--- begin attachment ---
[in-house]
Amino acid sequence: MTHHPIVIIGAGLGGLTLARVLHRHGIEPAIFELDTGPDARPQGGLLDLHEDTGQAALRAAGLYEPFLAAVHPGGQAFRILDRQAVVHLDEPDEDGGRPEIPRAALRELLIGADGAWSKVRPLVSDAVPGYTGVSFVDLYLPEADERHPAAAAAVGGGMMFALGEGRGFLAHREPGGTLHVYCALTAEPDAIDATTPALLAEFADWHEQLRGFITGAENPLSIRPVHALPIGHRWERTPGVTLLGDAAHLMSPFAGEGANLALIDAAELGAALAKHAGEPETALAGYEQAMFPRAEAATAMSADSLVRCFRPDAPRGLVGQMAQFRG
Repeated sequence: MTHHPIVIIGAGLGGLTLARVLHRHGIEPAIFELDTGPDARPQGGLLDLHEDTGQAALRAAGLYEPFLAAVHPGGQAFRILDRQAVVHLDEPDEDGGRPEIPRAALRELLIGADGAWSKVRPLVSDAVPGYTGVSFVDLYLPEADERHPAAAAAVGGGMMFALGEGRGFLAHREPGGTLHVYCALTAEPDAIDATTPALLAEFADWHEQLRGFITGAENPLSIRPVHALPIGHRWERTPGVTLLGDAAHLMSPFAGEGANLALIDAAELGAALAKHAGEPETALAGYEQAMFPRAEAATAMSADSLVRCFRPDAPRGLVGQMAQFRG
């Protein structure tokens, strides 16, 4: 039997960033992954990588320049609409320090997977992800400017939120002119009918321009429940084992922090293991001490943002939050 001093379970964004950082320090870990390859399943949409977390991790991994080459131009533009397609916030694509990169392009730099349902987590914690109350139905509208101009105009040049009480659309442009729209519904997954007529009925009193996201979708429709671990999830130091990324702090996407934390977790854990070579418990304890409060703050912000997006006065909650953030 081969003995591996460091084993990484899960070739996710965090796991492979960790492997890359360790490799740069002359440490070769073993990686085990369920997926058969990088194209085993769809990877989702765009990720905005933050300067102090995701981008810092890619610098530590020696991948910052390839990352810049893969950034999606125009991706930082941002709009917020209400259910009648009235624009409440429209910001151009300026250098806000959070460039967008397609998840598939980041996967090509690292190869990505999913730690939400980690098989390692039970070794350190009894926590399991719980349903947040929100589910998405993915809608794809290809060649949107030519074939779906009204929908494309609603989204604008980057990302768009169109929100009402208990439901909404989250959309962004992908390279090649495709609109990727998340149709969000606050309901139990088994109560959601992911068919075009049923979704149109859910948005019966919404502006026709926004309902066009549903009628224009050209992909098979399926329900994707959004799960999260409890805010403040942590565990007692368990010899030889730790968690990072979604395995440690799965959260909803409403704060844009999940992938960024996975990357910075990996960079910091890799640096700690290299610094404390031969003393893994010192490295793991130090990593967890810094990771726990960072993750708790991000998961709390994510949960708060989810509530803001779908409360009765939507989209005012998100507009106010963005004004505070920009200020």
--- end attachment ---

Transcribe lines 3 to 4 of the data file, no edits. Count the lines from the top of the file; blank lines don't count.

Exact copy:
Repeated sequence: MTHHPIVIIGAGLGGLTLARVLHRHGIEPAIFELDTGPDARPQGGLLDLHEDTGQAALRAAGLYEPFLAAVHPGGQAFRILDRQAVVHLDEPDEDGGRPEIPRAALRELLIGADGAWSKVRPLVSDAVPGYTGVSFVDLYLPEADERHPAAAAAVGGGMMFALGEGRGFLAHREPGGTLHVYCALTAEPDAIDATTPALLAEFADWHEQLRGFITGAENPLSIRPVHALPIGHRWERTPGVTLLGDAAHLMSPFAGEGANLALIDAAELGAALAKHAGEPETALAGYEQAMFPRAEAATAMSADSLVRCFRPDAPRGLVGQMAQFRG
């Protein structure tokens, strides 16, 4: 039997960033992954990588320049609409320090997977992800400017939120002119009918321009429940084992922090293991001490943002939050 001093379970964004950082320090870990390859399943949409977390991790991994080459131009533009397609916030694509990169392009730099349902987590914690109350139905509208101009105009040049009480659309442009729209519904997954007529009925009193996201979708429709671990999830130091990324702090996407934390977790854990070579418990304890409060703050912000997006006065909650953030 081969003995591996460091084993990484899960070739996710965090796991492979960790492997890359360790490799740069002359440490070769073993990686085990369920997926058969990088194209085993769809990877989702765009990720905005933050300067102090995701981008810092890619610098530590020696991948910052390839990352810049893969950034999606125009991706930082941002709009917020209400259910009648009235624009409440429209910001151009300026250098806000959070460039967008397609998840598939980041996967090509690292190869990505999913730690939400980690098989390692039970070794350190009894926590399991719980349903947040929100589910998405993915809608794809290809060649949107030519074939779906009204929908494309609603989204604008980057990302768009169109929100009402208990439901909404989250959309962004992908390279090649495709609109990727998340149709969000606050309901139990088994109560959601992911068919075009049923979704149109859910948005019966919404502006026709926004309902066009549903009628224009050209992909098979399926329900994707959004799960999260409890805010403040942590565990007692368990010899030889730790968690990072979604395995440690799965959260909803409403704060844009999940992938960024996975990357910075990996960079910091890799640096700690290299610094404390031969003393893994010192490295793991130090990593967890810094990771726990960072993750708790991000998961709390994510949960708060989810509530803001779908409360009765939507989209005012998100507009106010963005004004505070920009200020």